Rummanah Aasi
 There are many times when I get discouraged by the human race. The circuitous destruction cycle that we bring upon ourselves is disheartening. Our shining moments do happen when tragedy strikes, reminding all of us what is really important as we come together and help each other out in the greatest time of need. In the powerful picture book, 14 Cows for America, we are reminded that no nation or people are invincible to destruction.

Description: An illustrated true story of a gift of fourteen cows given by the Maasai people of Kenya to the U.S. as a gesture of comfort and friendship in the wake of September 11 terrorist attacks.

Review: Teaching about the atrocious events of September 11 in school is a tricky. It is even more difficult in trying to teaching it to elementary school students. Though there have been picture books that allude to Sept 11, never have any of them seem to reflect on these events like 14 Cows for America. The picture book tells the story of a young man named Kimeli who returns to the village where he grew up. Kimeli is Maasai, a tribe that is known for its fierce and brave warriors, and he has been studying in New York to become a doctor. However, the events of September 11th are still with him, and later he tells his people the story of that horror of that particular day. Kimeli tells the elders that he will offer his cow to the people of America. The elders agree, but invite a diplomat from the United States Embassy in Nairobi to visit the village. When the diplomat comes he is greeted with a full ceremony and is presented with not one, but fourteen cows. The cows, who are deemed sacred and never been slaughtered according to an endnote from Kimeli himself, show solidarity, friendship and compassion between two foreign nations. Though they have little or no commonalities between them, we are reminded that despite all of our labels, we are in the end the same: human.
 Carmen Agra Deedy does a good job in explaining the Maasai without sounding condensing or stereotypical. The illustrations by Thomas Gonzalez are eye appealing and fantastic. The choice of colors are vibrant that makes one feel like they are reading a documentary on paper. Though we aren't shown in great details of the attacks, we do get a sense of what happened with the colors of grey, red, and orange streaking the sky, which also provokes our emotions of those terrible images that we can't shake out of our minds. What makes this story in more remarkable is that it is true and the uplifting emotions that it stirs are genuine. 14 Cows for America would be a great addition to any elementary classrooms and children's library.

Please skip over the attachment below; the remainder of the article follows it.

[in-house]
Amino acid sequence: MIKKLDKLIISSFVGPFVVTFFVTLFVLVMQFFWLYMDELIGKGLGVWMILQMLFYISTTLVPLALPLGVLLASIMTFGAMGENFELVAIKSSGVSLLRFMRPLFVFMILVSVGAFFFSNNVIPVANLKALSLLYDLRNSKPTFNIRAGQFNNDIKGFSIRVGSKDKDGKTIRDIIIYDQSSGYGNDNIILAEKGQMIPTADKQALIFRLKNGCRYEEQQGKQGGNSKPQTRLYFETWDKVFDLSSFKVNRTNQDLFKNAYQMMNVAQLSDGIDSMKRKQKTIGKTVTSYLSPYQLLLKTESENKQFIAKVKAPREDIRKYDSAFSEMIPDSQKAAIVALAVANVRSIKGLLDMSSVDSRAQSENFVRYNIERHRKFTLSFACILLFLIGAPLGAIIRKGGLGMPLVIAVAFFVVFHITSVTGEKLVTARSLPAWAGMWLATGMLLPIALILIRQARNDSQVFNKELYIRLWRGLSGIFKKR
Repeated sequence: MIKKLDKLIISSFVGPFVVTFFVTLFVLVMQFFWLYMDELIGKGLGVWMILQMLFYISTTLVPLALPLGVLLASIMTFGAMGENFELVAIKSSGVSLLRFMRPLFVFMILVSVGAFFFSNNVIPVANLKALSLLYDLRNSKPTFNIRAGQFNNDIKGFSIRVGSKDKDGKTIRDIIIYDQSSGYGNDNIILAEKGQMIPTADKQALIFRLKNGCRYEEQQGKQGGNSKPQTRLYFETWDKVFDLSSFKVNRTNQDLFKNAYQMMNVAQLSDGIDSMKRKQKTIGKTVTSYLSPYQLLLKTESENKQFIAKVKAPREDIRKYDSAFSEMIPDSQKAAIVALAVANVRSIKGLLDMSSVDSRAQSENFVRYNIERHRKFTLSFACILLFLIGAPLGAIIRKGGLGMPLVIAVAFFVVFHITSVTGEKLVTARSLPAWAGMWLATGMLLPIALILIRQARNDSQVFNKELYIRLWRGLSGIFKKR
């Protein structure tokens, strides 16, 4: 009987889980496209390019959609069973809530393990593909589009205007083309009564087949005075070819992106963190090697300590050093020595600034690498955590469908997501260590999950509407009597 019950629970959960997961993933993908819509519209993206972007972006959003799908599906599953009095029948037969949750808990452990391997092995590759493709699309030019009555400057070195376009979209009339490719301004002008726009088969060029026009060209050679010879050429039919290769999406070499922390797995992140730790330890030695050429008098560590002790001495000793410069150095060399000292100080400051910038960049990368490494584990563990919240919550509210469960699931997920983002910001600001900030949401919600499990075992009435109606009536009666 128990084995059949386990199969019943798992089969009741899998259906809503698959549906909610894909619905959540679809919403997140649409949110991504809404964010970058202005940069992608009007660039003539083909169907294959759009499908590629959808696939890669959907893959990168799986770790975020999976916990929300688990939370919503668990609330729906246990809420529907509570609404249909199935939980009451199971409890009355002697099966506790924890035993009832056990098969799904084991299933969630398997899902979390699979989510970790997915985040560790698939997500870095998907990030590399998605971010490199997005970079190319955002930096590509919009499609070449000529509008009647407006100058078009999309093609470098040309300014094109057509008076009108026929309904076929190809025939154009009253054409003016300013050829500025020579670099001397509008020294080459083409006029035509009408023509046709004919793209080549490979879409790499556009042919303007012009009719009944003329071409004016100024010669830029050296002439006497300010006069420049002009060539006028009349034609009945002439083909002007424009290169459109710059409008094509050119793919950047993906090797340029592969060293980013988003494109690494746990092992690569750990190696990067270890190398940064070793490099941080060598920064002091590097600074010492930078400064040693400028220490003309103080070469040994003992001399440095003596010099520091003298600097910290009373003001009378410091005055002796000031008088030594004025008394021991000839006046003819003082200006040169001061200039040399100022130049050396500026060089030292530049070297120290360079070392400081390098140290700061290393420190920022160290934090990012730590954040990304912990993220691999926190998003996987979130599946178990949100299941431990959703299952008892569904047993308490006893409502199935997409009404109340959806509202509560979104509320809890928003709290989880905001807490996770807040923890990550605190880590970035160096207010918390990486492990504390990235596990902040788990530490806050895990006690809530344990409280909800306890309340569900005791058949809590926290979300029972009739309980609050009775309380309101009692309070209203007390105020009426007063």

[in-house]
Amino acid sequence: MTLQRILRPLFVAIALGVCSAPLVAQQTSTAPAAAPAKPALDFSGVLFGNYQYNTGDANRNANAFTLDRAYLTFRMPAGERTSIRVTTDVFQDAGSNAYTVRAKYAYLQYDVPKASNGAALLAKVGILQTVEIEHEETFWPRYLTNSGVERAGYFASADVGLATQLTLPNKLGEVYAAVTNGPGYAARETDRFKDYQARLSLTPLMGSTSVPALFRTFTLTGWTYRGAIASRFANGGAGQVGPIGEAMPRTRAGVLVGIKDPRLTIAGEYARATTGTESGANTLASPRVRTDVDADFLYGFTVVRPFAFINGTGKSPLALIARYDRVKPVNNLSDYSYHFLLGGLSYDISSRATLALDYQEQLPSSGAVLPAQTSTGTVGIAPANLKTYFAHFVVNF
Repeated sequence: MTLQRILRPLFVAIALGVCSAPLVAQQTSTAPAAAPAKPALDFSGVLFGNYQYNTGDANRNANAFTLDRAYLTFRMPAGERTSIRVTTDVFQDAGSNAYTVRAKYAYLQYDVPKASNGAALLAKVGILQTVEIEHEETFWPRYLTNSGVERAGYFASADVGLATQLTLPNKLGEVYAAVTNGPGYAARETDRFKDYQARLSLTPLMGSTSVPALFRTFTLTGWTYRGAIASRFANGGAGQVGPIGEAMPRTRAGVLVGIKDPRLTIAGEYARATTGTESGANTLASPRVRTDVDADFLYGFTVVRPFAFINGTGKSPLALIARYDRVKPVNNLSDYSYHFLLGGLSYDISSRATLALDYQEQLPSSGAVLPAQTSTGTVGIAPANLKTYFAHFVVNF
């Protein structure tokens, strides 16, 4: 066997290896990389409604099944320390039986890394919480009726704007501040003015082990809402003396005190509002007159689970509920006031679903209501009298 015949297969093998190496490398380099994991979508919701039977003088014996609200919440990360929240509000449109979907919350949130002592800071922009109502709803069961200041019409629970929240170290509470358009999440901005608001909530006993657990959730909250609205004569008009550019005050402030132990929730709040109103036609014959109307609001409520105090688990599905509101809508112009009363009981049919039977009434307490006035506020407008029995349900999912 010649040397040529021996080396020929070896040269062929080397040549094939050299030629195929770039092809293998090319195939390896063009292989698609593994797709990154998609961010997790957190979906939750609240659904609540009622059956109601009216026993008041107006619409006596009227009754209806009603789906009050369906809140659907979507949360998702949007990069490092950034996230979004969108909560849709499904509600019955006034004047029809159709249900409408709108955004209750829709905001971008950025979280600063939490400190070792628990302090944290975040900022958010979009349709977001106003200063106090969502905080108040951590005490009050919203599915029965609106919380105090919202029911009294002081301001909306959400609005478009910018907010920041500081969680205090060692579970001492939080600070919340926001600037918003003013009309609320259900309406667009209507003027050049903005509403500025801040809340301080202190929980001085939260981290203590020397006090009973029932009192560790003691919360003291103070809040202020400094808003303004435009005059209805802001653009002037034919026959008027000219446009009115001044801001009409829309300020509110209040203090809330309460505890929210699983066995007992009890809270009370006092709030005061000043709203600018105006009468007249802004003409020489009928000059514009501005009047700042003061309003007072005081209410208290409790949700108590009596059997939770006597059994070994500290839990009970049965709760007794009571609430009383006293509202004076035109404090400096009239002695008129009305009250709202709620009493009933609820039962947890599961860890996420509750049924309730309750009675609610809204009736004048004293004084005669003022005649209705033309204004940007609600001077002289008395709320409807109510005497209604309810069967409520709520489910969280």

Curriculum Connection: Social Studies

Rating: 4 stars

Words of Caution: None. Recommended for Grades 2 to 5.

If you like this book try: September Roses by Jeanette Winter or The Man Who Walked Between the Towers by Mordecai Gerstein.
4 Responses
  1. Jenny Says:

    I can't even imagine trying to explain 9/11 to elementary school children, so this seems like it would be a fantastic way for parents/teachers to broach the subject when it comes up. Thanks for sharing Rummanah!

  2. This sounds like a sweet book. I like that it both deals with 9/11 sensitively and introduces kids to a totally different culture.

  3. BookQuoter Says:

    Great book to review dealing with such a very sensitive issue. I wouldn't have known about it otherwise, so thanks for that.

  4. Jenny: I agree. What I love the most is that this book is about the goodness of the human spirit and how we come together after a tragedy.

    Alison: The book handled the sensitivity of 9/11 and explaining a new culture so well.

    BookQuoter: I've heard about this book a while ago but didn't get a chance to read it until now because it is on the Bluestem Award list for Grades 3-5 in IL. It's definitely worth reading!

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